Cuckoldry rates in the Molly Miller (scartella cristata; blenniidae), a hole-nesting marine fish with alternative reproductive tactics
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Microsatellite markers were developed and employed to assess genetic maternity and paternity of embryos in nest-tended clutches of the Molly Miller (Scartella cristata), a marine fish in which alternative reproductive tactics (ARTs) by males were recently described from behavioral and morphological evidence. Genetic data gathered for 1,536 surveyed progeny, from 23 barnacle-nest holes in a single Floridian population, indicate that on average about 5.5 females (range 3–9) contributed to the pool of progeny within a nest. With regard to paternity, the microsatellite data demonstrate that most of the surveyed nests (82.6%) contained at least some embryos that had not been sired by the nest-tending (bourgeois) male, and overall that 12.4% of offspring in the population had been sired via "stolen" fertilizations by other males. These are among the highest values of cuckoldry documented to date in nest-tending fishes, and they support and quantify the notion that the nest-parasitic ART is reproductively quite successful in this species despite what would otherwise seem to be highly defensible nesting sites (the restricted interior space of a barnacle shell). Our estimated cuckoldry rates in this population of the Molly Miller are compared to those previously reported for local populations in other nest-tending fish species, with results discussed in the context of ecological and behavioral variables that may influence relative frequencies of nest parasitism.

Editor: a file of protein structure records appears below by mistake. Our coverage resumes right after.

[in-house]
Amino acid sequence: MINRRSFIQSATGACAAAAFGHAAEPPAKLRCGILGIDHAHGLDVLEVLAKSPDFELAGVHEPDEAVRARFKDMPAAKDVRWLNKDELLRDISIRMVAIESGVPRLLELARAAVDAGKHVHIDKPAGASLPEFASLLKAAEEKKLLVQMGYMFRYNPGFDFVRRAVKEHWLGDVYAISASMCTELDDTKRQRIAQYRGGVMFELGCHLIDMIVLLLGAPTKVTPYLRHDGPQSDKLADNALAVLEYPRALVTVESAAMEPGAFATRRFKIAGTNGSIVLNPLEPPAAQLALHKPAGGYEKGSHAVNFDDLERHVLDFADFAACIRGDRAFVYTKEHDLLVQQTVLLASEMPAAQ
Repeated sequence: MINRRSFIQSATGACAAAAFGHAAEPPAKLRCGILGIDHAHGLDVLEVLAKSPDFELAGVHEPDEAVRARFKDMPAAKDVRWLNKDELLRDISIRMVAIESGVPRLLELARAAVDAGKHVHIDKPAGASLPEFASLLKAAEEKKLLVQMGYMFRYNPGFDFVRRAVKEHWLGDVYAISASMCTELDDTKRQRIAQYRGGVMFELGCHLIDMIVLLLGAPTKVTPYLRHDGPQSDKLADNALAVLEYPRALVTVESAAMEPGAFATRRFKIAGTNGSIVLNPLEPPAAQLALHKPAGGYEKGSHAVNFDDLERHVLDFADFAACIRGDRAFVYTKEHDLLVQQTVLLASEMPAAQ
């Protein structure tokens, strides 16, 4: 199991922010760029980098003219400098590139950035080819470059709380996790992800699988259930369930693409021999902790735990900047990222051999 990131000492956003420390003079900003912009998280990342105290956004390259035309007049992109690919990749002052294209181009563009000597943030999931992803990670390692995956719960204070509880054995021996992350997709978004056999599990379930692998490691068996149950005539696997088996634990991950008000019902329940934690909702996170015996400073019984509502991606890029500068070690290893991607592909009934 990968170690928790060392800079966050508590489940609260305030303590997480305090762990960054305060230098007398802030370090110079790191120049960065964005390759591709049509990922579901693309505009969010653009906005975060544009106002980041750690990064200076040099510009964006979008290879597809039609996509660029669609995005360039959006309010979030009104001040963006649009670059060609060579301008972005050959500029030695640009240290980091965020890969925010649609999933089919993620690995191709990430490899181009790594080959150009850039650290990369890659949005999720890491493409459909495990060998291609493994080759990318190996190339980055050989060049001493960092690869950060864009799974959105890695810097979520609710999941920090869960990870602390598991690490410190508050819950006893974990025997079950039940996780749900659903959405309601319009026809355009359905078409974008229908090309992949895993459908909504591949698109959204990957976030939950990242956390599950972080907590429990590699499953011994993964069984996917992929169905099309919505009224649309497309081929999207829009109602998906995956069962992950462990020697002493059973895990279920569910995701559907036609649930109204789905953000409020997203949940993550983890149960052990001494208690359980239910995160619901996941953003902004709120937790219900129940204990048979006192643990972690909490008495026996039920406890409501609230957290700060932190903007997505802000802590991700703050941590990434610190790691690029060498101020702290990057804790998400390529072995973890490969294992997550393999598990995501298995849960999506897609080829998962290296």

KeywordsParasitic Male Exclusion Probability Sand Goby Typical Nest Nest Parasitism
We thank Judith Mank and DeEtte Walker for useful comments on the manuscript. We are grateful to John Barnes, Joe Nairn, and Travis Glenn for suggestions in preparing the genomic library and in microsatellite isolation. Work was carried out at the Genome Analysis Facility at the University of Georgia, and was supported by University funds and by a Pew Foundation fellowship (to John C. Avise). All experiments were performed in the United States and comply with the laws therein.
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